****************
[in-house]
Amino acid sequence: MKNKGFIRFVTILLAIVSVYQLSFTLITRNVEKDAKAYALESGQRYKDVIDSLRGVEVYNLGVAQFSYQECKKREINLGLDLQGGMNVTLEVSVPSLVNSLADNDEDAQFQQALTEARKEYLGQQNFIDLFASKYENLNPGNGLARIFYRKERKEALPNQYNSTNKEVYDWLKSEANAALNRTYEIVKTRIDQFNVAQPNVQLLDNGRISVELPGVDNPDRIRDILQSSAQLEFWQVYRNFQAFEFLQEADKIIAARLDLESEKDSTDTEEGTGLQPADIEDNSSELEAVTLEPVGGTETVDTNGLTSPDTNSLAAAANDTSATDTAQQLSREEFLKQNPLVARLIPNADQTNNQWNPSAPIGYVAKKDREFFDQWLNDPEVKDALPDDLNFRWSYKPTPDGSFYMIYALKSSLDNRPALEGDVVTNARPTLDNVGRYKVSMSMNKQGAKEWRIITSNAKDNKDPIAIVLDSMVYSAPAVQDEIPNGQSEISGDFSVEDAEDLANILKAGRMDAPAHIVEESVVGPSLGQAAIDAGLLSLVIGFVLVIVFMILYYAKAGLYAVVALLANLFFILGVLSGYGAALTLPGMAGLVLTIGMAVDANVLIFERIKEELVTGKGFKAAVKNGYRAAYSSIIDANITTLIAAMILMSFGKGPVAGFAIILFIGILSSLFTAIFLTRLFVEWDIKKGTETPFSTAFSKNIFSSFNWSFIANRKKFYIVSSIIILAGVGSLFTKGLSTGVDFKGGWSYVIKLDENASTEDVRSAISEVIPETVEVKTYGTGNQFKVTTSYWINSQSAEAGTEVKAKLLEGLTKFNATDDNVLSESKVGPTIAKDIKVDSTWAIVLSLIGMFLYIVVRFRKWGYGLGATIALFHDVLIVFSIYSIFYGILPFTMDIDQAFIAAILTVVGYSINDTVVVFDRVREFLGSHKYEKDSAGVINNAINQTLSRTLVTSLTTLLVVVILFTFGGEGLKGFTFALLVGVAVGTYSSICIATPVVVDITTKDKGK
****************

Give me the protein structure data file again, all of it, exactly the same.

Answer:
[in-house]
Amino acid sequence: MKNKGFIRFVTILLAIVSVYQLSFTLITRNVEKDAKAYALESGQRYKDVIDSLRGVEVYNLGVAQFSYQECKKREINLGLDLQGGMNVTLEVSVPSLVNSLADNDEDAQFQQALTEARKEYLGQQNFIDLFASKYENLNPGNGLARIFYRKERKEALPNQYNSTNKEVYDWLKSEANAALNRTYEIVKTRIDQFNVAQPNVQLLDNGRISVELPGVDNPDRIRDILQSSAQLEFWQVYRNFQAFEFLQEADKIIAARLDLESEKDSTDTEEGTGLQPADIEDNSSELEAVTLEPVGGTETVDTNGLTSPDTNSLAAAANDTSATDTAQQLSREEFLKQNPLVARLIPNADQTNNQWNPSAPIGYVAKKDREFFDQWLNDPEVKDALPDDLNFRWSYKPTPDGSFYMIYALKSSLDNRPALEGDVVTNARPTLDNVGRYKVSMSMNKQGAKEWRIITSNAKDNKDPIAIVLDSMVYSAPAVQDEIPNGQSEISGDFSVEDAEDLANILKAGRMDAPAHIVEESVVGPSLGQAAIDAGLLSLVIGFVLVIVFMILYYAKAGLYAVVALLANLFFILGVLSGYGAALTLPGMAGLVLTIGMAVDANVLIFERIKEELVTGKGFKAAVKNGYRAAYSSIIDANITTLIAAMILMSFGKGPVAGFAIILFIGILSSLFTAIFLTRLFVEWDIKKGTETPFSTAFSKNIFSSFNWSFIANRKKFYIVSSIIILAGVGSLFTKGLSTGVDFKGGWSYVIKLDENASTEDVRSAISEVIPETVEVKTYGTGNQFKVTTSYWINSQSAEAGTEVKAKLLEGLTKFNATDDNVLSESKVGPTIAKDIKVDSTWAIVLSLIGMFLYIVVRFRKWGYGLGATIALFHDVLIVFSIYSIFYGILPFTMDIDQAFIAAILTVVGYSINDTVVVFDRVREFLGSHKYEKDSAGVINNAINQTLSRTLVTSLTTLLVVVILFTFGGEGLKGFTFALLVGVAVGTYSSICIATPVVVDITTKDKGK